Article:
Sep 26, 2018

Oddside Ale's Laughing Clown Malt Liquor

Old English 800, Magnum, Colt 45, King Cobra, Schlitz, O'Keefe's Extra Old Stock, Crazy Horse, St. Ides and Mickey's. Especially Mickey's. I drank my share of malt liquor in my misspent youth.

The name of the game was maximum buzzage on a budget. Flavor was not a huge factor in that game at all. All of them had a skunk essence to them in the way that they tasted (and smelled), finding the skunk essence that seemed the most palatable to inexperienced taste buds was as far as any of my friends or I went when it came to that aspect of them.

Over the past few years, I've spotted a craft brewery here and there offering a malt liquor. Every time I've seen one at a market I've grinned but, now being a "mature adult with an experienced palate" (or at least that's what I tell myself), I wasn't too sure if I could, or should, dip my tongue into such a style again.

"What the hell. Go for it" I told myself as I reached for Odd Side's Laughing Clown and brought it up to the counter. I mean, if for nothing else, they are one of my most favorite home state beer makers and each purchase of their stuff I buy puts some dough back into several different sections of the Michigan economy.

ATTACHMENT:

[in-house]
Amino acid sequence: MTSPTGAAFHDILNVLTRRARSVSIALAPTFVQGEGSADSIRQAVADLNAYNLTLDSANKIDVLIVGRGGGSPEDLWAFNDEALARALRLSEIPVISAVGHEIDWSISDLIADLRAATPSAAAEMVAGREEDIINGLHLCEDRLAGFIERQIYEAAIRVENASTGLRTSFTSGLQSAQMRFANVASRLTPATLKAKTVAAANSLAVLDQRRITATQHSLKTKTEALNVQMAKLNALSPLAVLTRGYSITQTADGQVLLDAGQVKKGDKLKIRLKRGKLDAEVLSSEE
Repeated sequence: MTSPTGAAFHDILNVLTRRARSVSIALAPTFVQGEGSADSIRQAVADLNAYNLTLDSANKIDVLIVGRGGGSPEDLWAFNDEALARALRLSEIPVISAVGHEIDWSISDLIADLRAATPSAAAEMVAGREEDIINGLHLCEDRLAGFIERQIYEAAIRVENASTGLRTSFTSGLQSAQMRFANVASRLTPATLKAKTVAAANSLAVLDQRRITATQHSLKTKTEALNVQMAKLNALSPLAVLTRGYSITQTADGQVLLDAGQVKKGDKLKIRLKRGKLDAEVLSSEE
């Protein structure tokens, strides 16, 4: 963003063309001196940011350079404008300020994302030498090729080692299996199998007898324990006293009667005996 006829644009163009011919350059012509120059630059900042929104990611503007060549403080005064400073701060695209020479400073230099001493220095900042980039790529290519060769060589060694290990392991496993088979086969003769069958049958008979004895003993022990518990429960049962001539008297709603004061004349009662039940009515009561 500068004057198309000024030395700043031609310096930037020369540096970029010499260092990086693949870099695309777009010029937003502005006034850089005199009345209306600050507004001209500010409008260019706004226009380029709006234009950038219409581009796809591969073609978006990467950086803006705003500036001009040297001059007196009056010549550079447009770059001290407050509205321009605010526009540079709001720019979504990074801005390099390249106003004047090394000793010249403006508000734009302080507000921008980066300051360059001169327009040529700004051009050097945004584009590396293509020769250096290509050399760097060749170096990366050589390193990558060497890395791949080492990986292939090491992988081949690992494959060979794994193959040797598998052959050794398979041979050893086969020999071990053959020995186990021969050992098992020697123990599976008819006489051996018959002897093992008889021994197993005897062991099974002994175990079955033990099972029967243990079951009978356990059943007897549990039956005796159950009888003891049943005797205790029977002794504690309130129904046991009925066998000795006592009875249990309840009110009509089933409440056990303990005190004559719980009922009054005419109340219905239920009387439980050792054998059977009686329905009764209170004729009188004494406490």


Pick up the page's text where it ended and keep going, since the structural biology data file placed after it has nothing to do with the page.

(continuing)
A semi-hard pour brings out a finger sized rocky head on this orangish yellow brew. It holds on for a few before melting into some a few clouds as a cap through the rest of the glass. Lacing is light and spotty.

The aforementioned familiar "skunk" scent that comes with the standard 40oz offerings of malt liquor is here but it is faint as aromas of freshly baked bread, sliced green apples, ground black pepper and brown sugar take the spotlight. "Hmmm. A cheap date but cultured and refined one too" was the thought that came to mind.

Such a thought is a good way to describe the flavor too. The skunk is one similar to that of Mickey's (and to some extent Heineken for those who may know what I'm talking about) but it's around the edges and not the dominant thing here. Instead, biscuit-like grains, lemon peel and a malty sweetness are the main event. There's a bit of malt and grain brawn throughout the beer along with a hint of corn adjuncts that I suppose need to be there to remind you that, after all, this is a malt liquor. It finishes dry and earthy with grassy and slightly bitter hop notes but nothing too sticky.

Laughing Clown may not be for the coulrophobic nor is it probably named in tribute to the band Ed Kuepper formed after he left the Saints, but I could find myself crushing a few cans of this quicker than I could get through a $2.69 GIQ these days.

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